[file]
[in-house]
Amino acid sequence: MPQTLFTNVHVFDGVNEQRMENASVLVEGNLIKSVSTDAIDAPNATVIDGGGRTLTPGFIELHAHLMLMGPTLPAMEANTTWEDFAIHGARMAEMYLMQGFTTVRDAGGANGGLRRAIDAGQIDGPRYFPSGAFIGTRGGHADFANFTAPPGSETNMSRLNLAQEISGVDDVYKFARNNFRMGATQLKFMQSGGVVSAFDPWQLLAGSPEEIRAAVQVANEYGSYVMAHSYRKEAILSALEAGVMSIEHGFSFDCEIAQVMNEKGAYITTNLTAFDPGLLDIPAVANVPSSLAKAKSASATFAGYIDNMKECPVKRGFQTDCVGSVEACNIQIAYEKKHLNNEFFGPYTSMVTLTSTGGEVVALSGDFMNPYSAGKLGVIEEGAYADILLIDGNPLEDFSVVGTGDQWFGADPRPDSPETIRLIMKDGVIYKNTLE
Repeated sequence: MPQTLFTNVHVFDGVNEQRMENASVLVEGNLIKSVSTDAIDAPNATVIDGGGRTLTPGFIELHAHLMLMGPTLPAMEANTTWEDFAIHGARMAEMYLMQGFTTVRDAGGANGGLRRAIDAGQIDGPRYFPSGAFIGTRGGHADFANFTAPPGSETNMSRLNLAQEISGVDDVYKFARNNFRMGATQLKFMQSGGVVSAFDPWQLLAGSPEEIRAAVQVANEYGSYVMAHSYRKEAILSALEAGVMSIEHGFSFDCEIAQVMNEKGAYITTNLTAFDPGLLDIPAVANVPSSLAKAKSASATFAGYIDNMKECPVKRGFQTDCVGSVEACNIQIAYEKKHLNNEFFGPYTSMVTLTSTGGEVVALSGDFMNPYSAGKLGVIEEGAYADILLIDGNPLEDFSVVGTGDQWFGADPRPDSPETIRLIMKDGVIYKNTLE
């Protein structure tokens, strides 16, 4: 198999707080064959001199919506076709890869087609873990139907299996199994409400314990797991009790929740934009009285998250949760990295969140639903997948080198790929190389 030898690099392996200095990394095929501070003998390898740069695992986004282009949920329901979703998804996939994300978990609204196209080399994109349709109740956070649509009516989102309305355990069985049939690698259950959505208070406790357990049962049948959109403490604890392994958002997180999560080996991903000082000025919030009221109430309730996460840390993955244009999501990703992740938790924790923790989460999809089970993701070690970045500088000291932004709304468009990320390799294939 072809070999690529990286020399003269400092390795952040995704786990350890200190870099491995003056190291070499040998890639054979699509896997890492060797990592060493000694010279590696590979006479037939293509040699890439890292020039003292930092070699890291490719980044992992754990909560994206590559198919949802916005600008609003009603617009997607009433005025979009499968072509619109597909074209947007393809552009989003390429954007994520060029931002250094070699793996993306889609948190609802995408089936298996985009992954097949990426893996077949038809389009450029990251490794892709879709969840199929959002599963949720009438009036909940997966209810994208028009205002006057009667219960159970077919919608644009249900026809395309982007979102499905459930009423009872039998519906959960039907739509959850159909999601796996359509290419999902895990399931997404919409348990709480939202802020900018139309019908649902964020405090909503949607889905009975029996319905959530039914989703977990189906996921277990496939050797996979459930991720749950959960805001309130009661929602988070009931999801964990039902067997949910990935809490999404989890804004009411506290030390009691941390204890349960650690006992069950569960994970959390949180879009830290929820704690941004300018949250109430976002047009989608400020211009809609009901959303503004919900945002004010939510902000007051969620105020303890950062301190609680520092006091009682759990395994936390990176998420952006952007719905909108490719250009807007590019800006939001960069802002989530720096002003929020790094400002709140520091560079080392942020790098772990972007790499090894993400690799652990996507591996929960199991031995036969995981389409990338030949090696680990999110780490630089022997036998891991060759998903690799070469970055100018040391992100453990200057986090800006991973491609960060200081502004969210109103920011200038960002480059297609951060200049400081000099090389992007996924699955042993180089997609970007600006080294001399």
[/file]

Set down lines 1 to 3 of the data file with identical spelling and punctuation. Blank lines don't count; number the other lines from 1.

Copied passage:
[in-house]
Amino acid sequence: MPQTLFTNVHVFDGVNEQRMENASVLVEGNLIKSVSTDAIDAPNATVIDGGGRTLTPGFIELHAHLMLMGPTLPAMEANTTWEDFAIHGARMAEMYLMQGFTTVRDAGGANGGLRRAIDAGQIDGPRYFPSGAFIGTRGGHADFANFTAPPGSETNMSRLNLAQEISGVDDVYKFARNNFRMGATQLKFMQSGGVVSAFDPWQLLAGSPEEIRAAVQVANEYGSYVMAHSYRKEAILSALEAGVMSIEHGFSFDCEIAQVMNEKGAYITTNLTAFDPGLLDIPAVANVPSSLAKAKSASATFAGYIDNMKECPVKRGFQTDCVGSVEACNIQIAYEKKHLNNEFFGPYTSMVTLTSTGGEVVALSGDFMNPYSAGKLGVIEEGAYADILLIDGNPLEDFSVVGTGDQWFGADPRPDSPETIRLIMKDGVIYKNTLE
Repeated sequence: MPQTLFTNVHVFDGVNEQRMENASVLVEGNLIKSVSTDAIDAPNATVIDGGGRTLTPGFIELHAHLMLMGPTLPAMEANTTWEDFAIHGARMAEMYLMQGFTTVRDAGGANGGLRRAIDAGQIDGPRYFPSGAFIGTRGGHADFANFTAPPGSETNMSRLNLAQEISGVDDVYKFARNNFRMGATQLKFMQSGGVVSAFDPWQLLAGSPEEIRAAVQVANEYGSYVMAHSYRKEAILSALEAGVMSIEHGFSFDCEIAQVMNEKGAYITTNLTAFDPGLLDIPAVANVPSSLAKAKSASATFAGYIDNMKECPVKRGFQTDCVGSVEACNIQIAYEKKHLNNEFFGPYTSMVTLTSTGGEVVALSGDFMNPYSAGKLGVIEEGAYADILLIDGNPLEDFSVVGTGDQWFGADPRPDSPETIRLIMKDGVIYKNTLE